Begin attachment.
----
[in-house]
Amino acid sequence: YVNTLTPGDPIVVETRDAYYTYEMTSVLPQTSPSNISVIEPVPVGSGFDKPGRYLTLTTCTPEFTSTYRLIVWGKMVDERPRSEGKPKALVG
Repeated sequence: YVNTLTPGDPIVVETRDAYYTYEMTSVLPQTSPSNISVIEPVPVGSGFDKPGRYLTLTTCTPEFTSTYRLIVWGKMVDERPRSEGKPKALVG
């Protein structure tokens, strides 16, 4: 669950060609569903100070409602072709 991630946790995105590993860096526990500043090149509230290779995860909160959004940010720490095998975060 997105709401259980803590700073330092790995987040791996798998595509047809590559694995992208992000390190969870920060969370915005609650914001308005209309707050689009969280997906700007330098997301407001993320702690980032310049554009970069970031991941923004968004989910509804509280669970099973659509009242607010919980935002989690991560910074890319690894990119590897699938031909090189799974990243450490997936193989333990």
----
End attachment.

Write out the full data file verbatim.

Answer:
[in-house]
Amino acid sequence: YVNTLTPGDPIVVETRDAYYTYEMTSVLPQTSPSNISVIEPVPVGSGFDKPGRYLTLTTCTPEFTSTYRLIVWGKMVDERPRSEGKPKALVG
Repeated sequence: YVNTLTPGDPIVVETRDAYYTYEMTSVLPQTSPSNISVIEPVPVGSGFDKPGRYLTLTTCTPEFTSTYRLIVWGKMVDERPRSEGKPKALVG
């Protein structure tokens, strides 16, 4: 669950060609569903100070409602072709 991630946790995105590993860096526990500043090149509230290779995860909160959004940010720490095998975060 997105709401259980803590700073330092790995987040791996798998595509047809590559694995992208992000390190969870920060969370915005609650914001308005209309707050689009969280997906700007330098997301407001993320702690980032310049554009970069970031991941923004968004989910509804509280669970099973659509009242607010919980935002989690991560910074890319690894990119590897699938031909090189799974990243450490997936193989333990």